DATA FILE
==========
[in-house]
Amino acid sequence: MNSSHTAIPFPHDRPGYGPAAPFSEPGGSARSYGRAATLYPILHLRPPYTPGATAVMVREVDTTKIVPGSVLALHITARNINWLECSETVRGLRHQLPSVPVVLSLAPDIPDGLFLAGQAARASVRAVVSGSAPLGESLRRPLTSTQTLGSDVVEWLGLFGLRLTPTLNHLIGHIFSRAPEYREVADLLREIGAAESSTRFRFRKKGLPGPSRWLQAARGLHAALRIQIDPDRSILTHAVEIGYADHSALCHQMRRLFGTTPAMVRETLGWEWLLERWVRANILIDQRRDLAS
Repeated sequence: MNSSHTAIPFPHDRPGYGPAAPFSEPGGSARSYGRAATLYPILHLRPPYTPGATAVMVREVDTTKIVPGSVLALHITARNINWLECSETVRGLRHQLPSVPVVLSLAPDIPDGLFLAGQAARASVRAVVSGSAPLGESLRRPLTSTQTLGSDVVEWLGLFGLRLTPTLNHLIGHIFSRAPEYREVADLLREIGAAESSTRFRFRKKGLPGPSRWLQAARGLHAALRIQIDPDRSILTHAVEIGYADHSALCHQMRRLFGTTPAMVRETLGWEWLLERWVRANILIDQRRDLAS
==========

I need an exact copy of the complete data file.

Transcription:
[in-house]
Amino acid sequence: MNSSHTAIPFPHDRPGYGPAAPFSEPGGSARSYGRAATLYPILHLRPPYTPGATAVMVREVDTTKIVPGSVLALHITARNINWLECSETVRGLRHQLPSVPVVLSLAPDIPDGLFLAGQAARASVRAVVSGSAPLGESLRRPLTSTQTLGSDVVEWLGLFGLRLTPTLNHLIGHIFSRAPEYREVADLLREIGAAESSTRFRFRKKGLPGPSRWLQAARGLHAALRIQIDPDRSILTHAVEIGYADHSALCHQMRRLFGTTPAMVRETLGWEWLLERWVRANILIDQRRDLAS
Repeated sequence: MNSSHTAIPFPHDRPGYGPAAPFSEPGGSARSYGRAATLYPILHLRPPYTPGATAVMVREVDTTKIVPGSVLALHITARNINWLECSETVRGLRHQLPSVPVVLSLAPDIPDGLFLAGQAARASVRAVVSGSAPLGESLRRPLTSTQTLGSDVVEWLGLFGLRLTPTLNHLIGHIFSRAPEYREVADLLREIGAAESSTRFRFRKKGLPGPSRWLQAARGLHAALRIQIDPDRSILTHAVEIGYADHSALCHQMRRLFGTTPAMVRETLGWEWLLERWVRANILIDQRRDLAS